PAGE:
The Press Newspaper

Toledo, Ohio & Lake Erie

The Press Newspaper

The Press Newspaper

An East Toledo Block Watch organization held a contest to see who could report the most nuisance homes to a Lucas County land bank.

The winner? An East Toledo elderly couple who turned in 42 homes. The prize? A t-shirt from the block watch organization.

Block Watch leader Robin Sopka said the winning couple has been “religiously dedicated” to her Block Watch group since it was formed six years ago, but explains that they do not want their names in print because they are being harassed by someone in the neighborhood.

The Lucas County Land Reutilization Corporation, because of state legislation passed in July 2010, now has the power to acquire and sell foreclosed tax delinquent properties without going through the long court process leading to a sheriff’s sale. It was the second land bank established in Ohio.

In July this year, the land bank was awarded a $3.6 million grant from the Ohio Attorney General. With matching funds from the City of Toledo, the land bank has $6.8 million available through December 2013. 

Continued funding for the program comes through an increase in the interest rate charged delinquent property taxpayers. County Treasurer Wade Kapsukiewicz estimates annual revenue at $1.5 million.

As of Dec. 5, 76 homes in East Toledo, seven in Oregon and six in Jerusalem Township have been placed on the land bank’s list. Ninety-three homes in East Toledo, Zone E, are slated for demolition. One vacant lot in East Toledo, at 2244 Genesee Street, is on the land bank’s list for its urban gardening program. Commercial property also qualifies.

Sopka says the program has already started making a difference in Toledo’s south side. She expects the land bank to start reaching more East Toledo homes in the fall and winter of 2013-14, so there is still time to report them. However, her block watch contest did not get as much participation as she would have liked.

“We didn’t get any submitted from Birmingham or the other areas that don’t have block watches, like around Howland and Thurston, because a lot of us walk around those neighborhoods. But the neighborhoods that people don’t walk around, they aren’t taking any notice,” Sopka said.

“The worst ones, in my opinion, are in the St. Louis area. There are like 10 houses in a row that need to be torn down. They’ve been stripped of the copper pipes, the roof is gone, the siding is gone, and they are not on the list,” she continued.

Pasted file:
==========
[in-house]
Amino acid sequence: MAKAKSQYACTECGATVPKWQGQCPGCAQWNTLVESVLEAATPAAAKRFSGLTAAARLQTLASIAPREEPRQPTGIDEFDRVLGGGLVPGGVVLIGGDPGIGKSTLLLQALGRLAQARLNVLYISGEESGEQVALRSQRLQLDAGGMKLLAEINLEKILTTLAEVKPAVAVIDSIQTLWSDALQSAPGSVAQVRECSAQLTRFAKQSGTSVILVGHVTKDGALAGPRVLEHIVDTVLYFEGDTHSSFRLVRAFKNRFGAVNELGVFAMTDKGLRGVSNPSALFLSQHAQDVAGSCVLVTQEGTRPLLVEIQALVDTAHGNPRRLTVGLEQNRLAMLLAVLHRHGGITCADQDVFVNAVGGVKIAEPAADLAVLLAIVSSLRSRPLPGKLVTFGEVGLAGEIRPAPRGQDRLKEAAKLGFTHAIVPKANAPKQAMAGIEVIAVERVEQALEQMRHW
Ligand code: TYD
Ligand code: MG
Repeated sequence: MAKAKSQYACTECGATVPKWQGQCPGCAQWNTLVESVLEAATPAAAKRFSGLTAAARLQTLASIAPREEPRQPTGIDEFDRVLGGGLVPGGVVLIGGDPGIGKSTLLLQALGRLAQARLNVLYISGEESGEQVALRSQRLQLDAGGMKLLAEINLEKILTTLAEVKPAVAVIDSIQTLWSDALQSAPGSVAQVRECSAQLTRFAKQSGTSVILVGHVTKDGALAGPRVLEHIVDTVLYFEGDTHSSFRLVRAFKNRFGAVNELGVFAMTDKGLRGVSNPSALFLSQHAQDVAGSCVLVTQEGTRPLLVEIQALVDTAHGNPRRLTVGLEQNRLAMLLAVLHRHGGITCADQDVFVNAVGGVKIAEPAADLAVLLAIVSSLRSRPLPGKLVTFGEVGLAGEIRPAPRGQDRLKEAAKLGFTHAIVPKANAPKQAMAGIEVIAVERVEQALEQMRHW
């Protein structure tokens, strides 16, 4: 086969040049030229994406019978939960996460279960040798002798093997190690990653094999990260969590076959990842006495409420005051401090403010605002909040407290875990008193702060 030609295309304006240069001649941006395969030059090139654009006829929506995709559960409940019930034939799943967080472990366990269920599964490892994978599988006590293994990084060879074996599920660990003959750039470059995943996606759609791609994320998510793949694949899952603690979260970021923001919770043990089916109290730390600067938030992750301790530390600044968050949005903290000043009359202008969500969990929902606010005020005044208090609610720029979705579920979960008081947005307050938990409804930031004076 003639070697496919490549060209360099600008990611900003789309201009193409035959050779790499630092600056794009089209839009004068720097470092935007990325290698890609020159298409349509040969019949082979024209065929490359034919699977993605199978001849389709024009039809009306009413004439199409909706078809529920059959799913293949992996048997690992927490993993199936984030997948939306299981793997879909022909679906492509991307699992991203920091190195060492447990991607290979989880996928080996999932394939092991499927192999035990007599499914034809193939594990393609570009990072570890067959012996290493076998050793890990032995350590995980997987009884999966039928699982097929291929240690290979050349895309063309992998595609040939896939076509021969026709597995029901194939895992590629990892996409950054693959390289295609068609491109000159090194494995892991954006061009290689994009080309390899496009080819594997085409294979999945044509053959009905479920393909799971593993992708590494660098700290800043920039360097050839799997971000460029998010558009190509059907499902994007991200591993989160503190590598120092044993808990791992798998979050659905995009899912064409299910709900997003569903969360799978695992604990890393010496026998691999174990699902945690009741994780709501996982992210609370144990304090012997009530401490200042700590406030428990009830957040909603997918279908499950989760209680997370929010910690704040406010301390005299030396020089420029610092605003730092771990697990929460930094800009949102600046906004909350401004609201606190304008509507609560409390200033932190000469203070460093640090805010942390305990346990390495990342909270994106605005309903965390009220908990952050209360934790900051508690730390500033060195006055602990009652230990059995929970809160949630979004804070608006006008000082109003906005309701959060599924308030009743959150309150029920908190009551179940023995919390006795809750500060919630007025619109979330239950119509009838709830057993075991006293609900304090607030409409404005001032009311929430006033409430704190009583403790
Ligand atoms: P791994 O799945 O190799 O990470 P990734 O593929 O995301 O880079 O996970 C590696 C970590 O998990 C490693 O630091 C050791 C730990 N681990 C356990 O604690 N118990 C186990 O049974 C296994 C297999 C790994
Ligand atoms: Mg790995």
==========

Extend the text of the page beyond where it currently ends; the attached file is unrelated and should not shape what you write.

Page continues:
“It’s right there on the edge of Main Street. You take a right instead of a left, and you go right into blight. People are afraid to come to East Toledo, and it’s not so much the crime. Crime is not really that bad, but it’s the houses, and they assume that it is bad. They get that impression.

“There are at least six houses on Navarre. Do them first — that’s Route 2 and people are coming in from every state down Route 2. They should get them first, but they don’t listen.”

Sopka says properties should also be reported to the city’s nuisance abatement department (code enforcement), which is partnering with the land bank.

“Some of them need to be torn down, and that’s nuisance abatement. (Land Bank) is tearing down houses, but only certain ones that have qualifications. Like, they can’t be where the property owner owns 26 of them and he let them all go bad,” Sopka said.

Sopka is a believer that old neighborhoods deserve attention. She believes the architecture should be preserved.

“They all have high ceilings and the beautiful floors, but nobody can afford to keep them in repair because a lot of people are out of work,” Sopka said.

“The land bank, their mission is to get the neighbors to reinvest in their own neighborhood, so they are going to forgive back taxes and forgive all this money owed if a neighbor qualifies. They have a plan where they can take over all these old properties in their neighborhood. If they find a qualified recipient, they will forgive everything. But if people can’t afford this, then they are not going to OK them.”

If you are a Lucas County homeowner that lives next to a vacant lot that shares a common boundary, you may be able to purchase that lot for $100 under its side lot program, as long as you are current in your taxes and meet other specifications. Otherwise, a property will cost at least $250.

To report homes or commercial property, Lucas County Land Bank executive director Cindy Geronimo can be reached at 419-213-4293 weekdays from 8:30 a.m.-4:30 p.m.